Ryan’s defensive tackles coach Aaron De La Torre found himself watching film of junior Mason Davis during some downtime before practice on Monday. He pointed to two of Davis’ three sacks from the Raiders’ 35-21 win over Frisco Lone Star, but it wasn’t to brag about his instincts, how quickly he got off the ball or that he manhandled everyone.
All of those things were true, of course. But that wasn’t the point De La Torre was trying to make with his film study.
“This is what I mean. Watch what he does — sack; everyone is celebrating. But not Mason,” De La Torre says with a chuckle as he points at the screen. “He just got a sack and is like, ‘OK … back to work.’ No reaction.”
Davis is one of the more dominant, under-the-radar players the Raiders have on their defensive line and arguably turned in his best performance of the season that night.
He tallied 11 total tackles, including four for loss, to go with three sacks, five pressures and three quarterback knockdowns. Ryan (9-0) held Lone Star to 150 total yards and 11 first downs while winning its sixth straight district title. But whether you were watching the game live or catching highlights in slow motion on De La Torre’s computer, you’d be hard-pressed to see Davis show an ounce of emotion.
“It’s like he’s just clockin’ in for work,” De La Torre said. “He’s a hard worker.”
Davis agreed that he has a long way to go in the showing emotion department. But he admits if there is anything that gets him juiced mid-game, it’s that he gets to play with his twin brother, Michael.
Michael Davis, who is one minute older than Mason, is a starting wide receiver for the Raiders and shares a similar blue-collar approach to making big plays. It is that team-first attitude and hard-work mentality that the No. 1 Raiders want to emulate as they begin their postseason journey on Friday against Dallas Bryan Adams at C.H. Collins Athletic Complex.
“I want to celebrate [when I make a play], but I can’t bring myself to do it,” Mason Davis said. “It’s just not my personality. But when I’m on the sideline, I’m watching Michael and getting excited over his big plays. It’s a special experience. Not many people can say they get to play with their twin while also playing for a program like Denton Ryan.”
His brother agreed.
“I don’t celebrate much either now that I think about it — unless it’s when Mason makes a big play,” Michael Davis said. “It actually helps that he’s on defense, and I’m on offense. There’s nothing more exciting.”
Other than winning a state title, of course. The Davis brothers were on last year’s team that lost to Alvin Shadow Creek in the state title game. They also watched as Ryan came up short in the state semifinals in 2016, 2017 and 2018. This year, Ryan has been the No. 1 team in the state since the preseason and has maintained that perch courtesy of a regular-season schedule that has it looking far more battle-tested than in years past.
The Raiders opened the year with back-to-back wins over Class 6A teams Arlington Martin and Guyer. While they weren’t tested much after that, they closed the year with solid wins over Frisco Independence and Frisco Lone Star, both of whom are playoff-bound. The Lone Star game was a rematch of last year’s state semifinal, a game Ryan won 35-7.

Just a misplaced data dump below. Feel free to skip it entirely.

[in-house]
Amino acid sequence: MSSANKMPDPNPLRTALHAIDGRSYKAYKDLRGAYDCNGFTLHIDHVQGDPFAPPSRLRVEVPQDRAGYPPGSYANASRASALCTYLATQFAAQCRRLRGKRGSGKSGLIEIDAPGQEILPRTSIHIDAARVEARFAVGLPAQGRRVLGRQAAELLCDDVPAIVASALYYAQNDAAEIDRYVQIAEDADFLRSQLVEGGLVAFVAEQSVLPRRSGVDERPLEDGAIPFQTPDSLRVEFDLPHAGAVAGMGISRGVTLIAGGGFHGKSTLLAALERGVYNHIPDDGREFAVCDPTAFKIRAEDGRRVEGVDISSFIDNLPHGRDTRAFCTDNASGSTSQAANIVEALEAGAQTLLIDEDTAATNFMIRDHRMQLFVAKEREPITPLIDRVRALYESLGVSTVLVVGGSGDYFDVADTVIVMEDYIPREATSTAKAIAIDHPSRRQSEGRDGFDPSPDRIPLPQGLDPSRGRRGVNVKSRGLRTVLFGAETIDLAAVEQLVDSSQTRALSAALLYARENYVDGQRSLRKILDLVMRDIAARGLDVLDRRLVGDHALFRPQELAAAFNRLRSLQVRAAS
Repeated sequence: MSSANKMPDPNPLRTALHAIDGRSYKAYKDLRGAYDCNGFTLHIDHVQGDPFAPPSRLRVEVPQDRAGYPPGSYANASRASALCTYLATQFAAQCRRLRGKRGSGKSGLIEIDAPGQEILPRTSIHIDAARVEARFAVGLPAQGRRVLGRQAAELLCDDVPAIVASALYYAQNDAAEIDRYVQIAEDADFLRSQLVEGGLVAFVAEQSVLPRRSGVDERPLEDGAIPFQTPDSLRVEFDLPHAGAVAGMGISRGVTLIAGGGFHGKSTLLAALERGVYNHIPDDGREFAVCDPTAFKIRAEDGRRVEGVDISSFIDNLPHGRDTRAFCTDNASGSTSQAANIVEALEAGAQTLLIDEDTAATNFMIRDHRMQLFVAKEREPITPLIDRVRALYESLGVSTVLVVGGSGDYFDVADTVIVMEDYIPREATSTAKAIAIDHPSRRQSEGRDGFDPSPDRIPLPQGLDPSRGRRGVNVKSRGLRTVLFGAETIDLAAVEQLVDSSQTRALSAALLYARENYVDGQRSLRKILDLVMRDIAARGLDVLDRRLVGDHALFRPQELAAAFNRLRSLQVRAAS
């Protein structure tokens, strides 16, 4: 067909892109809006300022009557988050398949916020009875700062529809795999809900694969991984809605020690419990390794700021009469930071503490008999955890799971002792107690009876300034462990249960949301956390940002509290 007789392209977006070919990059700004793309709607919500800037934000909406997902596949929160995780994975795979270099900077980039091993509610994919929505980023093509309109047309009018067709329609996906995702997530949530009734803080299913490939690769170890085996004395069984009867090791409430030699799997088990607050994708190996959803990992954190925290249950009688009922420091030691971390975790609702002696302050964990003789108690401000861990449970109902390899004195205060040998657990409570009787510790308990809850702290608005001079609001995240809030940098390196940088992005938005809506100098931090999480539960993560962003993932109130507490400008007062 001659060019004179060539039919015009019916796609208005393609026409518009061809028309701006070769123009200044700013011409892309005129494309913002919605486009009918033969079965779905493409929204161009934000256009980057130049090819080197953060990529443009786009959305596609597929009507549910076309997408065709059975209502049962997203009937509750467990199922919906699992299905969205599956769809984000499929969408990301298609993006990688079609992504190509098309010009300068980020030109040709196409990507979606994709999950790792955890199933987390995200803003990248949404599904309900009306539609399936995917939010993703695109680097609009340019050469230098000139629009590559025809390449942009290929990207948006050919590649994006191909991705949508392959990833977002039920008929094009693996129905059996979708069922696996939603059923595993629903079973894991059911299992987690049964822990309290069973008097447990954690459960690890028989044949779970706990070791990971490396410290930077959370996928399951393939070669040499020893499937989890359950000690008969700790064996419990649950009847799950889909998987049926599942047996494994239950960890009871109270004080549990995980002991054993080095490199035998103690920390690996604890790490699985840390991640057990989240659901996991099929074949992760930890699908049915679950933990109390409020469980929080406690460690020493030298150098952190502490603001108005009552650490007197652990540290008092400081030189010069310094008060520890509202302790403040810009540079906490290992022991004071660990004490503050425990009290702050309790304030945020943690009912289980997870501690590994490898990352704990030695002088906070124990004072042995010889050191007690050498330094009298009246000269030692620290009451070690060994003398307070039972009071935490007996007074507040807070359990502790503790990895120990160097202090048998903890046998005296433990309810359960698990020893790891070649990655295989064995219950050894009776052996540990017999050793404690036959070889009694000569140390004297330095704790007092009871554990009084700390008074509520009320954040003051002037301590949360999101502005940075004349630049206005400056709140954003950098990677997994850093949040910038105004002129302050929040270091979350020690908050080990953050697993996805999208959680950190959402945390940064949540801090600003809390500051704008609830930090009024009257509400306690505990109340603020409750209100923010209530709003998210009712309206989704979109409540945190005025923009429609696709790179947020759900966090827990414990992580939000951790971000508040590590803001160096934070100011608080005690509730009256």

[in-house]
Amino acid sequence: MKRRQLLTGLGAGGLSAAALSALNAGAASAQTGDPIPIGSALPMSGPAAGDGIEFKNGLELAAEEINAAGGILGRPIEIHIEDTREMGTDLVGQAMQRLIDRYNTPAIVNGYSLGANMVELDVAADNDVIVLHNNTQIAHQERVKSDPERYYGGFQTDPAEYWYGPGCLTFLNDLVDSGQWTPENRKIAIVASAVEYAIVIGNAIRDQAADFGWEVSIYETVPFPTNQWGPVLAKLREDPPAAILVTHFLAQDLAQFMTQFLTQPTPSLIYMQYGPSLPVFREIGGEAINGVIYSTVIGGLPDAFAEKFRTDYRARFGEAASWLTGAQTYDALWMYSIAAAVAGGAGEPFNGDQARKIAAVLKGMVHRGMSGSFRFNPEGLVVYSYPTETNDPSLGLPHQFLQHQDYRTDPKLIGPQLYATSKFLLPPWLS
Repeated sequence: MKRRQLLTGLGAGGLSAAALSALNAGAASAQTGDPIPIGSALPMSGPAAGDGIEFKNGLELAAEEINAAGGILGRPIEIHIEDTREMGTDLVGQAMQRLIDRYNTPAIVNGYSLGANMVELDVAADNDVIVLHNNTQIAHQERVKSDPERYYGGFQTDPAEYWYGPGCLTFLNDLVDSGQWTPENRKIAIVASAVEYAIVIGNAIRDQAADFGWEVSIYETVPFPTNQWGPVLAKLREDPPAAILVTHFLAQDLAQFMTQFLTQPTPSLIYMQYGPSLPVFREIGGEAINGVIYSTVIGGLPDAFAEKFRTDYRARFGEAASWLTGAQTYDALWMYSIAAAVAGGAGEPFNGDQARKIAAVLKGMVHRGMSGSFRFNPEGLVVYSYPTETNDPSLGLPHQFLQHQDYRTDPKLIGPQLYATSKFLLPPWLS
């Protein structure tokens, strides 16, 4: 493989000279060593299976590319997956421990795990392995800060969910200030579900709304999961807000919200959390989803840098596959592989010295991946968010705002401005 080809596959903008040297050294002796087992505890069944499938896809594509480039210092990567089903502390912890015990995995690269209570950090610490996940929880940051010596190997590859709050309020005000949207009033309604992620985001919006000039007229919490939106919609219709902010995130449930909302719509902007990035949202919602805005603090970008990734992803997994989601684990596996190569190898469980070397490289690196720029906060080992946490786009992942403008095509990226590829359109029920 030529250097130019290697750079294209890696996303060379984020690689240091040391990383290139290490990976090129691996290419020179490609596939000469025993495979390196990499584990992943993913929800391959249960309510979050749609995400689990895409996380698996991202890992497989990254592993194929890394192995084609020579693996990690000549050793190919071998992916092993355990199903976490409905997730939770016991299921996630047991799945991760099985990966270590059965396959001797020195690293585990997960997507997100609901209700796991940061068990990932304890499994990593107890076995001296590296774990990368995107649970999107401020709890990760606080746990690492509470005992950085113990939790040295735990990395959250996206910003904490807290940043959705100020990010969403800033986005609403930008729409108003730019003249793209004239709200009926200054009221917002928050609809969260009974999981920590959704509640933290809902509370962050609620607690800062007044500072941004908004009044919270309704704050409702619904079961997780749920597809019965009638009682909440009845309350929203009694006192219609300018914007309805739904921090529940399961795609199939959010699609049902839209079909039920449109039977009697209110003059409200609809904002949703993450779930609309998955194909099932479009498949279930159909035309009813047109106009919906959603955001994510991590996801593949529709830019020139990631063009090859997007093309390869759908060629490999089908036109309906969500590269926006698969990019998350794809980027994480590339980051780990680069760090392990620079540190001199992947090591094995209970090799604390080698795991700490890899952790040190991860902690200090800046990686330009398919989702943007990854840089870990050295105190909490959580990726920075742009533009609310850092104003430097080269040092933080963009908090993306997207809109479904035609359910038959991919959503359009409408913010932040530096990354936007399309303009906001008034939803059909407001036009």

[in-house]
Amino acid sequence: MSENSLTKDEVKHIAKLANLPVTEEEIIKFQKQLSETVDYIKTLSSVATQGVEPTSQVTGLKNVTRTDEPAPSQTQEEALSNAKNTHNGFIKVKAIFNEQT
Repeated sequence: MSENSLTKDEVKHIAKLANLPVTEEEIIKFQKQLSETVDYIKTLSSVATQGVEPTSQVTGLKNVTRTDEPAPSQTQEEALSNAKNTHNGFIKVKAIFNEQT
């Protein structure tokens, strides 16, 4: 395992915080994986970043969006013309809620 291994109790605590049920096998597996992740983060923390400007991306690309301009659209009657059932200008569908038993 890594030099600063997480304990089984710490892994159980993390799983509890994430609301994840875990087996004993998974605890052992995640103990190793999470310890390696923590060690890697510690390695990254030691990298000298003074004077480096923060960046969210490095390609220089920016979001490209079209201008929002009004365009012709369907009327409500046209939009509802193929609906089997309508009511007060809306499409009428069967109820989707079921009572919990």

While the Davis brothers made their mark on last year’s team, they’ve seen their production increase tenfold this year. Mason is a key cog in an extremely disruptive pass rush that includes five-star recruits Keithian “Bear” Alexander and Texas commit Ja’Tavion Sanders along with Jay Sheppard and Michael Gee.
Through nine games, Mason Davis has 47 total tackles, 17 for loss, and six sacks.
“I just trust that if I go out there and do my job for this team, then the rest will work itself out,” Mason said. “I take a lot of inspiration from guys like Earnest Brown and Mario Edwards Jr. [who came before me]. I want to be like them.”
While Mason has turned into a defensive star, Michael made the leap from being a back-up linebacker to taking on a more significant role on offense. He comes into Friday’s game with 10 catches for 183 yards and two touchdowns despite missing some time with an ankle injury. Fully healthy, he represents a deeper receiving core than in years past. And as a result, Ryan has the No. 2 offense in the area among Class 5A teams with an average of 496.67 yards per game.
They are No. 4 in scoring with just shy of 47 points per game.
“There are a bunch of guys like me who can step in and help this team,” Michael said. “I enjoy being one of them.”
Ryan coach Dave Henigan agreed.
“[Michael and Mason] are good football players, but they are also good kids,” Henigan said. “They bring character to our program. They do the right things. They are good students, and they work hard. They are also team oriented. They are bringing a lot of intangibles in addition to the fact that they are really good players.”
Mason and Michael Davis say it’s all in a day’s work. They rarely argue about anything, and they almost always pick up on what the other is thinking.
And right now, their singular focus is on helping Ryan finish what it started.